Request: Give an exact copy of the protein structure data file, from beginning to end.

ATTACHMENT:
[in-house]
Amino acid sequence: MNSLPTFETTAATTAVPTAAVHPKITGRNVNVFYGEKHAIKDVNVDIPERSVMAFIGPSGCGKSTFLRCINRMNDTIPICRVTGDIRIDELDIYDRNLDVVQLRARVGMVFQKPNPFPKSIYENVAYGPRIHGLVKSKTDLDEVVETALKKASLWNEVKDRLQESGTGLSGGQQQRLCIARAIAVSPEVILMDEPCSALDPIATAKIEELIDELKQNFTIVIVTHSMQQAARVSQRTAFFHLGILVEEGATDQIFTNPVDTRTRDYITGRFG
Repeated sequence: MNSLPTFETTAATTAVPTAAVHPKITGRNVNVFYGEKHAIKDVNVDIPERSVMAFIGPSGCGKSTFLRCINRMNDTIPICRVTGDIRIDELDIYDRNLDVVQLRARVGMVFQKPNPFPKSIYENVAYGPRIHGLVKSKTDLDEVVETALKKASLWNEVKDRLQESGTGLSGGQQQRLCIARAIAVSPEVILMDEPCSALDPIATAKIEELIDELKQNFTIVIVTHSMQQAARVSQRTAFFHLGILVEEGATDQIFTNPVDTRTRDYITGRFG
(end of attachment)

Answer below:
[in-house]
Amino acid sequence: MNSLPTFETTAATTAVPTAAVHPKITGRNVNVFYGEKHAIKDVNVDIPERSVMAFIGPSGCGKSTFLRCINRMNDTIPICRVTGDIRIDELDIYDRNLDVVQLRARVGMVFQKPNPFPKSIYENVAYGPRIHGLVKSKTDLDEVVETALKKASLWNEVKDRLQESGTGLSGGQQQRLCIARAIAVSPEVILMDEPCSALDPIATAKIEELIDELKQNFTIVIVTHSMQQAARVSQRTAFFHLGILVEEGATDQIFTNPVDTRTRDYITGRFG
Repeated sequence: MNSLPTFETTAATTAVPTAAVHPKITGRNVNVFYGEKHAIKDVNVDIPERSVMAFIGPSGCGKSTFLRCINRMNDTIPICRVTGDIRIDELDIYDRNLDVVQLRARVGMVFQKPNPFPKSIYENVAYGPRIHGLVKSKTDLDEVVETALKKASLWNEVKDRLQESGTGLSGGQQQRLCIARAIAVSPEVILMDEPCSALDPIATAKIEELIDELKQNFTIVIVTHSMQQAARVSQRTAFFHLGILVEEGATDQIFTNPVDTRTRDYITGRFG